Exchange-traded funds (ETFs) By and large, ETFs are similar to traditional mutual funds. Each lets you buy shares that provide exposure to a diversified mix of primarily stocks and bonds. Like traditional mutual funds, ETFs can be actively or passively managed. One of the differences is that unlike traditional mutual funds, ETFs trade throughout the day like stocks.

Read more: Mutual funds vs. ETFs: Which is right for you?

Index funds Index funds are passively managed ETFs or traditional mutual funds that simply seek to replicate the performance of major stock market indexes. In addition to the S&P 500®, common indexes include the Dow Jones Industrial Average®,2 Nasdaq Composite®,3 and Russell 2000®.4 Index funds may be aligned to the US stock market at large, specific sectors of the stock market, stocks in different countries, and even bond indexes.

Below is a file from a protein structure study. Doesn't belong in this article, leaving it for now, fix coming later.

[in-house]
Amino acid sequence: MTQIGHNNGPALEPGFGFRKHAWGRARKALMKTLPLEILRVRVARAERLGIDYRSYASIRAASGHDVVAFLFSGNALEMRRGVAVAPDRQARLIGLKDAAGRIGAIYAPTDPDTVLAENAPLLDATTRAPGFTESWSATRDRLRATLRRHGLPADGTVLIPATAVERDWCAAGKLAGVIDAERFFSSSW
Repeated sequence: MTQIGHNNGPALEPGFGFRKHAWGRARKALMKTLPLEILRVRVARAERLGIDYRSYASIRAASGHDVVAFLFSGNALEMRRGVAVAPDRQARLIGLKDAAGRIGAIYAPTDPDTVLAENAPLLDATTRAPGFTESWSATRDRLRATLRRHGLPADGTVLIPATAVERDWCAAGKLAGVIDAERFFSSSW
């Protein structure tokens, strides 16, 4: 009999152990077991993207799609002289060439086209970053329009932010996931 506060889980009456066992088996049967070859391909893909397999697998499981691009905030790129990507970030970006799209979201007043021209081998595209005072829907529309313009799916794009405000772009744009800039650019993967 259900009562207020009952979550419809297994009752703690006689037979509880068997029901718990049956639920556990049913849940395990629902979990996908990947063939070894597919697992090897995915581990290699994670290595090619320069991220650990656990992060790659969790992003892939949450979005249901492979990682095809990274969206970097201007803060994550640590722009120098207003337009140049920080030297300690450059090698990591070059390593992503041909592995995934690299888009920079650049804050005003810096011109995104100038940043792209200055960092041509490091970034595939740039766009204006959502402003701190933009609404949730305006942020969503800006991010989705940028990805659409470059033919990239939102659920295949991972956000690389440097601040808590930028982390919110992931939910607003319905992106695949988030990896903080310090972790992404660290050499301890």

Target date and target allocation funds As their name implies, target date and target allocation funds are mutual funds that have a target in mind.

Target date funds provide a single-fund option, typically for retirement investing or college saving. You simply pick a fund whose target year matches when you want to retire or when you expect your student to begin college and contribute money to it. Then the fund manager updates the fund's asset allocation over time so that they're more aggressive during accumulation years and more conservative when the fund reaches its target date and beyond.